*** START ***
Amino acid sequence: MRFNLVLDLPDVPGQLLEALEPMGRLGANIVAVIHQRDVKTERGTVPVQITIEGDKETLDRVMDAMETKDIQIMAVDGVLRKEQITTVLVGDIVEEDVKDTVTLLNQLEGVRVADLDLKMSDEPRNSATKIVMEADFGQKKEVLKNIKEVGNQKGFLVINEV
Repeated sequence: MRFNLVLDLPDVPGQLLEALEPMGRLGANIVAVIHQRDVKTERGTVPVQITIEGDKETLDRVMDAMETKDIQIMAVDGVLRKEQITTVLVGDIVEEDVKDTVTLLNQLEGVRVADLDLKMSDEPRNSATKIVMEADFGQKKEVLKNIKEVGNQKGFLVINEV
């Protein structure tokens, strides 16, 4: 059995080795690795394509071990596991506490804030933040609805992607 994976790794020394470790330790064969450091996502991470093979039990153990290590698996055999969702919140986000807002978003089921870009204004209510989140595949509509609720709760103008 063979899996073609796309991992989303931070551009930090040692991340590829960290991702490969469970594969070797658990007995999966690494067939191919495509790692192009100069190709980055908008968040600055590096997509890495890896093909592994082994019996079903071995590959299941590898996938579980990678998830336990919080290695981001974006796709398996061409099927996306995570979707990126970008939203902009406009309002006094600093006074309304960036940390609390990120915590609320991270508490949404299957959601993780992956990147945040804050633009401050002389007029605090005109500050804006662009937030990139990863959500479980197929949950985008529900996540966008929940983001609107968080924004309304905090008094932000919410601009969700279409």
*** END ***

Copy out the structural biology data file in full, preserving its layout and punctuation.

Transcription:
Amino acid sequence: MRFNLVLDLPDVPGQLLEALEPMGRLGANIVAVIHQRDVKTERGTVPVQITIEGDKETLDRVMDAMETKDIQIMAVDGVLRKEQITTVLVGDIVEEDVKDTVTLLNQLEGVRVADLDLKMSDEPRNSATKIVMEADFGQKKEVLKNIKEVGNQKGFLVINEV
Repeated sequence: MRFNLVLDLPDVPGQLLEALEPMGRLGANIVAVIHQRDVKTERGTVPVQITIEGDKETLDRVMDAMETKDIQIMAVDGVLRKEQITTVLVGDIVEEDVKDTVTLLNQLEGVRVADLDLKMSDEPRNSATKIVMEADFGQKKEVLKNIKEVGNQKGFLVINEV
């Protein structure tokens, strides 16, 4: 059995080795690795394509071990596991506490804030933040609805992607 994976790794020394470790330790064969450091996502991470093979039990153990290590698996055999969702919140986000807002978003089921870009204004209510989140595949509509609720709760103008 063979899996073609796309991992989303931070551009930090040692991340590829960290991702490969469970594969070797658990007995999966690494067939191919495509790692192009100069190709980055908008968040600055590096997509890495890896093909592994082994019996079903071995590959299941590898996938579980990678998830336990919080290695981001974006796709398996061409099927996306995570979707990126970008939203902009406009309002006094600093006074309304960036940390609390990120915590609320991270508490949404299957959601993780992956990147945040804050633009401050002389007029605090005109500050804006662009937030990139990863959500479980197929949950985008529900996540966008929940983001609107968080924004309304905090008094932000919410601009969700279409």